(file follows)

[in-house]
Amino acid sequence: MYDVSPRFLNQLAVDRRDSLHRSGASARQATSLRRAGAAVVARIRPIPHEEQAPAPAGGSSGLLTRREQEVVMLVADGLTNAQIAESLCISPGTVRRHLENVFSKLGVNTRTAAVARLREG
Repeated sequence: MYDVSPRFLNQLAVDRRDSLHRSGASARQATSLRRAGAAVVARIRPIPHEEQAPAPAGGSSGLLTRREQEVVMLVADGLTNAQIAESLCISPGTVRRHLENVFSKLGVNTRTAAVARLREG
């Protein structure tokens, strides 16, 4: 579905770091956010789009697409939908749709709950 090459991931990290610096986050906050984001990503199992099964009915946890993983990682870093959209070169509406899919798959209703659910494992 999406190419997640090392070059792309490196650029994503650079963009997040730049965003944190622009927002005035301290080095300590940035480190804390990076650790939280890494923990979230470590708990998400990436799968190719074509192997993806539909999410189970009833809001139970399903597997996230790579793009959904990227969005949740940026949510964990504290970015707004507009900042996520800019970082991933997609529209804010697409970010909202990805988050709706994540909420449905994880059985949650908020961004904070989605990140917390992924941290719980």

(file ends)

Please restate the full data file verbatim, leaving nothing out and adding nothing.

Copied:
[in-house]
Amino acid sequence: MYDVSPRFLNQLAVDRRDSLHRSGASARQATSLRRAGAAVVARIRPIPHEEQAPAPAGGSSGLLTRREQEVVMLVADGLTNAQIAESLCISPGTVRRHLENVFSKLGVNTRTAAVARLREG
Repeated sequence: MYDVSPRFLNQLAVDRRDSLHRSGASARQATSLRRAGAAVVARIRPIPHEEQAPAPAGGSSGLLTRREQEVVMLVADGLTNAQIAESLCISPGTVRRHLENVFSKLGVNTRTAAVARLREG
């Protein structure tokens, strides 16, 4: 579905770091956010789009697409939908749709709950 090459991931990290610096986050906050984001990503199992099964009915946890993983990682870093959209070169509406899919798959209703659910494992 999406190419997640090392070059792309490196650029994503650079963009997040730049965003944190622009927002005035301290080095300590940035480190804390990076650790939280890494923990979230470590708990998400990436799968190719074509192997993806539909999410189970009833809001139970399903597997996230790579793009959904990227969005949740940026949510964990504290970015707004507009900042996520800019970082991933997609529209804010697409970010909202990805988050709706994540909420449905994880059985949650908020961004904070989605990140917390992924941290719980």